Professions such as medical doctors, nurses, lawyers, journalists and many other professions are actively engaged in a focused and committed processes to prepare themselves for the future.   Evolution of our times requires our profession and our tool kits to encourage an intentional, thoughtful and reflective “upgrade.”  Futures practice can be a valuable tool in helping to achieve this goal.

A Social Work Futurist Goes to the Exponential Medicine Conference – November 2019 – Meeting Download

I had the pleasure of attending the recent “Exponential Medicine” gathering in San Diego, CA last week. For four days, I was surrounded by some of the brightest physicians, researchers, nurses, inventors, investors, health educators, and health administrators I’ve had the privilege of meeting.

This particular image is borrowed from one of the presentations (Dr. Lucien Engelen). He used it to describe the changes that are coming to the entire health care space. And changes that we are not universally prepared for. It was a meeting that was interchangably inspiring, exciting, intense and worrisome. Of course I found myself thinking – how can create pathways for more and deeper interdisciplinary thinking and work with social workers as we navigate these complicated times and opportunties? How can we (as a profession) be part of making sure these extraordinary health breakthroughs are made accessible to all?

This blog post and meeting download is a step in that direction. Fellow social workers – let’s talk about exponential medicine! I would love to hear your reactions to what I’ve put together about my experiences.

This is a long debrief document (you are not gonna be able to read it on the run…you might want to get a beverage and settle in…LOL) – I included slides from photos I took – so this makes the document a little longer, but I was endeavoring to make you feel like you got a taste of all there was to learn. Social workers belong in these spaces too…we have much to offer from our valuable perspectives.

Enjoy – and here’s to an incredible, complicated future.

Social Work, Artificial Intelligence and Child Welfare – an Ongoing Scan of the Literature

Last week, while at the Exponential Medicine conference (full download to follow soon), I heard about the involvement of Artificial Intelligence (AI) in U.S. child welfare practice. This was new to me – I wondered why I hadn’t heard more about it.

I immediately went to a colleague who I knew was very active in this space, Dr. Melanie Sage, and asked her if she knew about use of AI in this way. She had a great many resources, ideas and connections in this area. Together we put together a resource list and annotated bibliography for scholars, teachers, community members, and students might be interested in (Melanie’s contributions are based on her scholarly work in this area, mine are based on never-ending curiosity and my futures activity). We both believe we’d like to see more social workers getting curious, getting creative and applying their knowledge, values and skills as social workers to make sure these approaches are used with the highest ethical dimension possible. In truth, there is no indication that artificial intelligence is going away – and all signs point to greater expansion with these tools. We are literally watching the path being built while we walk on it. We both agreed we’d like that building process to be one informed by the literature – so here’s a place to start.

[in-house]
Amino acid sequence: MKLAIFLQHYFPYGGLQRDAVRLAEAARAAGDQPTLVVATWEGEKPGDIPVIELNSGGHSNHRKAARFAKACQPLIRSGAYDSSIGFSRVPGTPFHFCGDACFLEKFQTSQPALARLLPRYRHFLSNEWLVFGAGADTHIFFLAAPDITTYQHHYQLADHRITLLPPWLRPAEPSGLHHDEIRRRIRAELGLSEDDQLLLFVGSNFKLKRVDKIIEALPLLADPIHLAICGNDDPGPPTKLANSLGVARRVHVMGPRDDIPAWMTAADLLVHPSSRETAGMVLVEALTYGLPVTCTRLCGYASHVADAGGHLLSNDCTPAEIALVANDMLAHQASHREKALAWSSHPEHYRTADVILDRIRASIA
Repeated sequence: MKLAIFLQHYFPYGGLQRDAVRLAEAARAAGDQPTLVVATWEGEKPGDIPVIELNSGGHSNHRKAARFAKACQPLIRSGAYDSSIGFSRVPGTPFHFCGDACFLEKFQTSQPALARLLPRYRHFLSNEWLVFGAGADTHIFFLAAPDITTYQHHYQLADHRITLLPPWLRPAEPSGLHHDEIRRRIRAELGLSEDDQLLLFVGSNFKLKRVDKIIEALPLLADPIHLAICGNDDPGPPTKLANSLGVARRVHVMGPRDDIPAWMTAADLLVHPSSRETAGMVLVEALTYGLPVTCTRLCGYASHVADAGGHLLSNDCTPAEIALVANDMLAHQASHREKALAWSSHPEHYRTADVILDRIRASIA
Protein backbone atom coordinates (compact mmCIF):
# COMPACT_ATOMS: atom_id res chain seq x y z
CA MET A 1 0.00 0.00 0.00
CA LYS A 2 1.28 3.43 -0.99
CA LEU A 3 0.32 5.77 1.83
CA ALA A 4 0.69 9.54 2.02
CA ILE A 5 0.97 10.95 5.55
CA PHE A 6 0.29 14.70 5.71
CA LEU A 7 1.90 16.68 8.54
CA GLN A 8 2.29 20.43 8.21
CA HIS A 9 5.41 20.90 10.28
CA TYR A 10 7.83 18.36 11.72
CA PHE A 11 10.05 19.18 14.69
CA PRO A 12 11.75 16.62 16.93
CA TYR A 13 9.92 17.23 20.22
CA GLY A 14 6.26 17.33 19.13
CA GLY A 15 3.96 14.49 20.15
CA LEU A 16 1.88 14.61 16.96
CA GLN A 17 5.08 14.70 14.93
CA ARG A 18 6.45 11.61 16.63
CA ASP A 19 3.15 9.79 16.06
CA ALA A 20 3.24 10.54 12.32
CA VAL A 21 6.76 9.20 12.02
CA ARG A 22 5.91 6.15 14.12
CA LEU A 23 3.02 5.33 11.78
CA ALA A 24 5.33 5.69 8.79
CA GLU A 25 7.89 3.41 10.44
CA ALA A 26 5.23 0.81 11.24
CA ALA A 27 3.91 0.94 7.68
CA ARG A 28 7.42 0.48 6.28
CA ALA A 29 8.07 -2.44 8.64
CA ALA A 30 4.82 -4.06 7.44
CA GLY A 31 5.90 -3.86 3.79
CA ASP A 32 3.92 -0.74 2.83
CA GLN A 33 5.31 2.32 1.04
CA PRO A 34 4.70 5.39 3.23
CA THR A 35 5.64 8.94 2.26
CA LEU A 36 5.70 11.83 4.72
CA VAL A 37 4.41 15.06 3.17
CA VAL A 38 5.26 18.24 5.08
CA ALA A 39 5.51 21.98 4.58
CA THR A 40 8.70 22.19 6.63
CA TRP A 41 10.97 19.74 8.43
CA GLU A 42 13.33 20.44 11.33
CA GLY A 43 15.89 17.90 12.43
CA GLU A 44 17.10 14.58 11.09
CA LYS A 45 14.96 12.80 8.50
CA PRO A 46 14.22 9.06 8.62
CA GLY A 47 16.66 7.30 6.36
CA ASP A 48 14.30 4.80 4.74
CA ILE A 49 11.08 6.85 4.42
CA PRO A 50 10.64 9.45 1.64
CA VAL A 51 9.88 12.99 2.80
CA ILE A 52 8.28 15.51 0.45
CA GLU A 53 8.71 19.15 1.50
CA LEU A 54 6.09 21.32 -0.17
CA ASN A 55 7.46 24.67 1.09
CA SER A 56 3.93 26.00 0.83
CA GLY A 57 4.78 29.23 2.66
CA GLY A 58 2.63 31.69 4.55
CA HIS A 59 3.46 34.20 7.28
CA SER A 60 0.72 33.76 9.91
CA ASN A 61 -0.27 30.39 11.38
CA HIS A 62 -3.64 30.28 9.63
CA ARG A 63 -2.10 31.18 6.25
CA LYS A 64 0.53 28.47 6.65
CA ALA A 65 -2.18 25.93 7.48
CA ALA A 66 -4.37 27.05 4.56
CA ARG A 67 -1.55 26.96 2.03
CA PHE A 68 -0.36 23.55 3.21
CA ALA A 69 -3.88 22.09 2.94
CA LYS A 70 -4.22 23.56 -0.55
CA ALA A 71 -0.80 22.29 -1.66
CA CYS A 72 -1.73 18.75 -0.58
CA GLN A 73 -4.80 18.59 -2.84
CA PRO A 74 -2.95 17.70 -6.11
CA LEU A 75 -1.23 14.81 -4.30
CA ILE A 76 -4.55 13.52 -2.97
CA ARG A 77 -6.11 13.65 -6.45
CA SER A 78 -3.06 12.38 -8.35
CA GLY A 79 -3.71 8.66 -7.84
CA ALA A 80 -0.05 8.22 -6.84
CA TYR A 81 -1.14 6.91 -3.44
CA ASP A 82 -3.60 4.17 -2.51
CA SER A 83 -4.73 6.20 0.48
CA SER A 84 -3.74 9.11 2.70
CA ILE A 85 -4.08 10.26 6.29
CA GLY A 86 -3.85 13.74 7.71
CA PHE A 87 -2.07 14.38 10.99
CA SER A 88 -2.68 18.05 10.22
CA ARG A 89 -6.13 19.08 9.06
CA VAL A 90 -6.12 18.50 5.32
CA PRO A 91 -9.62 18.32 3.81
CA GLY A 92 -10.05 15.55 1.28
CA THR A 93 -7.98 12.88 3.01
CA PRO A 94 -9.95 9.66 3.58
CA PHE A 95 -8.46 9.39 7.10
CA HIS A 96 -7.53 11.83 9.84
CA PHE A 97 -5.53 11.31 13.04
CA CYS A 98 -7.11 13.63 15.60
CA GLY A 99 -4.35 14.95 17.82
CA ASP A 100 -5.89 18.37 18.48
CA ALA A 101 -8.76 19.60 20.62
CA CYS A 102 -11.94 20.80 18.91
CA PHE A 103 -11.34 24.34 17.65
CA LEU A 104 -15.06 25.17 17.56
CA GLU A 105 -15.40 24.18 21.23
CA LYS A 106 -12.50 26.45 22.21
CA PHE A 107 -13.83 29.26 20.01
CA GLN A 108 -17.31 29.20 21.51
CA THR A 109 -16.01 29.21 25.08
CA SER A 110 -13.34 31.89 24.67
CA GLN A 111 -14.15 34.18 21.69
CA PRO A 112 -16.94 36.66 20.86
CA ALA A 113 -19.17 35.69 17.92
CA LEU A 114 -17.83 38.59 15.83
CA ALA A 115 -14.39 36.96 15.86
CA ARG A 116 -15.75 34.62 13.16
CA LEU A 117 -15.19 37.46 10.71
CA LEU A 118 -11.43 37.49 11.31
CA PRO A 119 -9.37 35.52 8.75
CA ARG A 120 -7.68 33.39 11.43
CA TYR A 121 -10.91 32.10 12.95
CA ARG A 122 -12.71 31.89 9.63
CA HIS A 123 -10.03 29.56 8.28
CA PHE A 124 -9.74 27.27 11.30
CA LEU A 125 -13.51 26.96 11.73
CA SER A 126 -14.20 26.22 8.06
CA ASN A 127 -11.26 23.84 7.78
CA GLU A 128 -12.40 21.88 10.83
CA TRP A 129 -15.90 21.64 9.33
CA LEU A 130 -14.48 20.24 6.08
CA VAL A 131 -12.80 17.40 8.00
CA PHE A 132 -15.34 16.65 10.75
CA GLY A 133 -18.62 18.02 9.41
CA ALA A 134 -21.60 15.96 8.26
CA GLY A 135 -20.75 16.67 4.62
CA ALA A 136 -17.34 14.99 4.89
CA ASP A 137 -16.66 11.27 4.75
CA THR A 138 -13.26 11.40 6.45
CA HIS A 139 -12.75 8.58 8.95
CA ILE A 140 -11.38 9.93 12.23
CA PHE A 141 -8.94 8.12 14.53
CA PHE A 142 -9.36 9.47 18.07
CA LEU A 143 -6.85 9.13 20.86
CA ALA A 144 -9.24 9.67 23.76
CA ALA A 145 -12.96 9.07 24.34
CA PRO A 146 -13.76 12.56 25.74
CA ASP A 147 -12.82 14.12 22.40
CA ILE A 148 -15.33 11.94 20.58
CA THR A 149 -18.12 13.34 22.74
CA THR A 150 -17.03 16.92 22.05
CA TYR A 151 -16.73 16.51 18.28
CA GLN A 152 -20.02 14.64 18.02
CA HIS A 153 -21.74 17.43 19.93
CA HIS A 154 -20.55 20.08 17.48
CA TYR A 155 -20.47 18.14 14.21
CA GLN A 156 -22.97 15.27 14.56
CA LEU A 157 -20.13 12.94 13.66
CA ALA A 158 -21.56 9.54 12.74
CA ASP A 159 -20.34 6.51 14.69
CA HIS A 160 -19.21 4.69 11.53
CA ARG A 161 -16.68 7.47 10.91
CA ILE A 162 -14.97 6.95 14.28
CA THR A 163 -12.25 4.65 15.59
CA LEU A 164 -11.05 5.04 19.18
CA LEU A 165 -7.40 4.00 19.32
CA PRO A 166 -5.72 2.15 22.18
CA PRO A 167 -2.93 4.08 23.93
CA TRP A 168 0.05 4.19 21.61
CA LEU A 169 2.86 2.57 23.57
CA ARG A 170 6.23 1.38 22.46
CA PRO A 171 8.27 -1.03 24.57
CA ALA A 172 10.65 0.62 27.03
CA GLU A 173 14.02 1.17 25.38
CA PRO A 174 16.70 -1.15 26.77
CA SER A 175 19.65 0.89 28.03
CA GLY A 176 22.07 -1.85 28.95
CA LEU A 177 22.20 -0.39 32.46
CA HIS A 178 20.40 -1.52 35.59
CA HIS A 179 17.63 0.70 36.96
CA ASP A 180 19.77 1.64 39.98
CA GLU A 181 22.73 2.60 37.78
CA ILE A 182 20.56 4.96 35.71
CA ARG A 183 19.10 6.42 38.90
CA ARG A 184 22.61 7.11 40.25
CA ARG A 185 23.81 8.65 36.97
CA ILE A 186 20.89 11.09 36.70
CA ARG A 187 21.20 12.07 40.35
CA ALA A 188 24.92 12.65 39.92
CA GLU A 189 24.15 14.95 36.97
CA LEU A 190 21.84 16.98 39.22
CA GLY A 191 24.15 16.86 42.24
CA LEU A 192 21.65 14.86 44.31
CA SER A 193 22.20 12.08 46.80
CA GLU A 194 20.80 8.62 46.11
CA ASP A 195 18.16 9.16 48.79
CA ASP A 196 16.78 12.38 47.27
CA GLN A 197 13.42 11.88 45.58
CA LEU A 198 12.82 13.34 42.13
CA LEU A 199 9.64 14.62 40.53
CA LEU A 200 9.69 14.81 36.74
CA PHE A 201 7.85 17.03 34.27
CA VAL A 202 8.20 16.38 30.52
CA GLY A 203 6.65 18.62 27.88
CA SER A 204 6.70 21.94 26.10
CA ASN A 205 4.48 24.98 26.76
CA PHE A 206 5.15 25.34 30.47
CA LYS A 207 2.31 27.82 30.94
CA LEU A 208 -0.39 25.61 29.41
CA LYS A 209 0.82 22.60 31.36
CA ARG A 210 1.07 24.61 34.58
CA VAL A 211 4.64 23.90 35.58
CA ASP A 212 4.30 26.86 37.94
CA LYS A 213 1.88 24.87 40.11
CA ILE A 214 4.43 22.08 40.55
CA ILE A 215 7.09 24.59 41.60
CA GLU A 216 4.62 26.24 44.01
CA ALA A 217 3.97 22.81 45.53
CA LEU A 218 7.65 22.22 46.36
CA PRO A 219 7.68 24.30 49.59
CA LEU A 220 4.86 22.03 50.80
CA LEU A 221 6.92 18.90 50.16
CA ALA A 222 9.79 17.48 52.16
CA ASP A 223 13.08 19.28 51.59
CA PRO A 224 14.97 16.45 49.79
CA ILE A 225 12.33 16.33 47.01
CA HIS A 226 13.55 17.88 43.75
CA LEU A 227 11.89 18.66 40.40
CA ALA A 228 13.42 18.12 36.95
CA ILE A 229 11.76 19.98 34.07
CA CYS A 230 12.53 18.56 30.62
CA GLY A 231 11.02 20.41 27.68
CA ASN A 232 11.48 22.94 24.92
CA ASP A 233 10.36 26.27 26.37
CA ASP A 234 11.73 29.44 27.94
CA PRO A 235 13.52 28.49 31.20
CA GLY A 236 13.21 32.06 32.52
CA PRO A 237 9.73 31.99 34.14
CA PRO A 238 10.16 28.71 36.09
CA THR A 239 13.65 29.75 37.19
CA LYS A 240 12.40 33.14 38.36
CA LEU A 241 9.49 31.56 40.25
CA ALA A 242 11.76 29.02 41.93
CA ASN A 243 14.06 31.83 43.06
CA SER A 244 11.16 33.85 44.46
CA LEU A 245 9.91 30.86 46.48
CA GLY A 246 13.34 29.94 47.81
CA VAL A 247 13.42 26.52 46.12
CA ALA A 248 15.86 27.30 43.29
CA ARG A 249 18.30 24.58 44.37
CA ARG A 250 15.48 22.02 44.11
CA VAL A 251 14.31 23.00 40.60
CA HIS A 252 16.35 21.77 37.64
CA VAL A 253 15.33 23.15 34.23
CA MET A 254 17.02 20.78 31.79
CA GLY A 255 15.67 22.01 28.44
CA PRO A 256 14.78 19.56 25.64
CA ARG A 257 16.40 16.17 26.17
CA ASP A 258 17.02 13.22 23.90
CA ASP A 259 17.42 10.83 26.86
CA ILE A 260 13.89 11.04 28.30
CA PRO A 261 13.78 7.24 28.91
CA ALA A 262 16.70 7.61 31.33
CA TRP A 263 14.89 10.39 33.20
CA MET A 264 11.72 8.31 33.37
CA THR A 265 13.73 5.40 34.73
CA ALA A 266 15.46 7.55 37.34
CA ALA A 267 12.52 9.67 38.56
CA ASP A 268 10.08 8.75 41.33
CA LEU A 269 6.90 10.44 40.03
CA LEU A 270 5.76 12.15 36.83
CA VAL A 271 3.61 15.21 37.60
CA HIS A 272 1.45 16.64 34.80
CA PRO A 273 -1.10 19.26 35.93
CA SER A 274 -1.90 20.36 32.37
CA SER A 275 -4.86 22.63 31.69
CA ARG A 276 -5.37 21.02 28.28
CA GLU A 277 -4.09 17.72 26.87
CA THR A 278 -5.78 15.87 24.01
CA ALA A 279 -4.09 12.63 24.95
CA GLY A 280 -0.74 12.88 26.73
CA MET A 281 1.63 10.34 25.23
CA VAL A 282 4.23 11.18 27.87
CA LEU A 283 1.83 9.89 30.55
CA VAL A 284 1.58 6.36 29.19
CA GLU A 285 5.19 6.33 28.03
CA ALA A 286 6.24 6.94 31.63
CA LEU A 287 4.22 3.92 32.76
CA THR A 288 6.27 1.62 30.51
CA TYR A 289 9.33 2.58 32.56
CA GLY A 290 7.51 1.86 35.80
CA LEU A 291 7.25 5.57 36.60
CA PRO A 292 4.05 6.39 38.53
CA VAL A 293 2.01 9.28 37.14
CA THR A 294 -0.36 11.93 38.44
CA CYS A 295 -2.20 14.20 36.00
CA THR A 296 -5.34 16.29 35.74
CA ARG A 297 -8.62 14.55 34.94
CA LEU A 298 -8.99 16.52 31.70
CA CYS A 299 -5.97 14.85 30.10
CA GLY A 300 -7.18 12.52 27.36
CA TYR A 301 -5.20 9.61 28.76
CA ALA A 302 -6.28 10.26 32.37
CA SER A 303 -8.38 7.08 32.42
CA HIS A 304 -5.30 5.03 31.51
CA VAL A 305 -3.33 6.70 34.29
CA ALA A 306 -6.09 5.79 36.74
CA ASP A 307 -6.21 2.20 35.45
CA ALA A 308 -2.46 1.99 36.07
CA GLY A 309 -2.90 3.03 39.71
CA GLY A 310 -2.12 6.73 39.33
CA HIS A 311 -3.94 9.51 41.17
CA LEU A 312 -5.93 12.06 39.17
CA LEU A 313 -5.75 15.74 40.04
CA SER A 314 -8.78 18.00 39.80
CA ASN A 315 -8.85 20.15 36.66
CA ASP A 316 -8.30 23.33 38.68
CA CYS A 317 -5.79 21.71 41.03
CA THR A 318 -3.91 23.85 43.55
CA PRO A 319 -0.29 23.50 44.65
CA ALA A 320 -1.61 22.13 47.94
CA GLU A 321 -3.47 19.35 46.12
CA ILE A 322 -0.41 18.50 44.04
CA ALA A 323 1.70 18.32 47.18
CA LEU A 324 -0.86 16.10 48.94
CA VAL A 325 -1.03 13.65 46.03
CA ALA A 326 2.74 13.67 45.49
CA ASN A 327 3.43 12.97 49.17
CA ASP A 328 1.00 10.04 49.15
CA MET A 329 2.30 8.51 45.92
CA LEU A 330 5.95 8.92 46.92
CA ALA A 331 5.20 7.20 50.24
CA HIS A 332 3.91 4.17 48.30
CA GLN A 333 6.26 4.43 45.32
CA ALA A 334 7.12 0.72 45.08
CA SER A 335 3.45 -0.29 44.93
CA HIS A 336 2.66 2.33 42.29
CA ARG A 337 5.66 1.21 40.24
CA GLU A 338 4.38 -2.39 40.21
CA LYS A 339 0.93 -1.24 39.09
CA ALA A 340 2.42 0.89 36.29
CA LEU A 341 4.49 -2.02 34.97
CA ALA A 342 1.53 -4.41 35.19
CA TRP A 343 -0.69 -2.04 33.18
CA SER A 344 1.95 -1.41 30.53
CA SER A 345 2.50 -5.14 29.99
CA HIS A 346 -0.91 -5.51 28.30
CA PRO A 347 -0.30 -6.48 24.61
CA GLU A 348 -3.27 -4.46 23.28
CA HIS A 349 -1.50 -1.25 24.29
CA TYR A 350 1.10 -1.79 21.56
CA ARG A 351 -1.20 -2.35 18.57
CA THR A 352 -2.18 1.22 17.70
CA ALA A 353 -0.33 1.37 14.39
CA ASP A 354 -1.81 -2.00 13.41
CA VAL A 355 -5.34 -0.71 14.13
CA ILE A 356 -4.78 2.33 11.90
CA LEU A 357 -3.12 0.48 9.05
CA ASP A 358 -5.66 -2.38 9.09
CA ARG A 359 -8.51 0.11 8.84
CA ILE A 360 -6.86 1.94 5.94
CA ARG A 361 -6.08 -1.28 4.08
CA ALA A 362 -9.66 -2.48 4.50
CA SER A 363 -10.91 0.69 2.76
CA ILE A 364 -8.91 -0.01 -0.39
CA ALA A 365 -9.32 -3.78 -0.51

Where and how can tools like artificial intelligence be used to support positive outcomes for families and children in the child welfare system? We are just beginning to find out. There are opportunities to truly revolutionize outcomes for the better – developing analytic capabilities we have never had before using information in all new ways to improve our practice. And there are risks to use of these tools that are also covered in the literature and well-documented. Come learn with us and let’s use technology to make a better world.

Want an overview of the fundamentals of AI? Check out a previous blog post covering the basics!

Regenerative Culture and Design – Tools and Ideas for Futurists and Designers

In the last few months – I found numerous mentions of an emerging framework called “regenerative design.” It has been around for a while but seems to be gaining traction of late. I was fortunate to have an opportunity to spend time doing a futures presentation with some designers recently (thank you friends at Nike!!), and it has motivated me to pull together more of what I’d been running across here on the blog.

Definitions vary but among my favorites all coalesce around the idea that (honoring Indigenous perspectives) it is humanly possible to design, function and succeed in ways that support life in regenerative ways that renew a balance and future life for all creatures and living systems on the earth. What an important futures principle!

The key to this particular line of the thought (and the ways that it grows from but goes in a slightly different direction) is the DESIGN part. How do we engage designers, makers and innovators to use new ways of thinking to create a better world and future? Can and should designers be activists? (Guess what they are!) And what might this look like? (It looks like this, and this, and this, and this!) Much has been written about what we need to stop doing to rebuild the world…this information guides thinking towards what we might START doing.

Imagine a future where consumption was regenerative and sustainable, and where justice was the communication and social driver. The idea is that designers possess a skill set and vision that can help get us there faster if they embrace new ways of thinking about design goals and principles. These ideas comprise that set of regenerative design frameworks.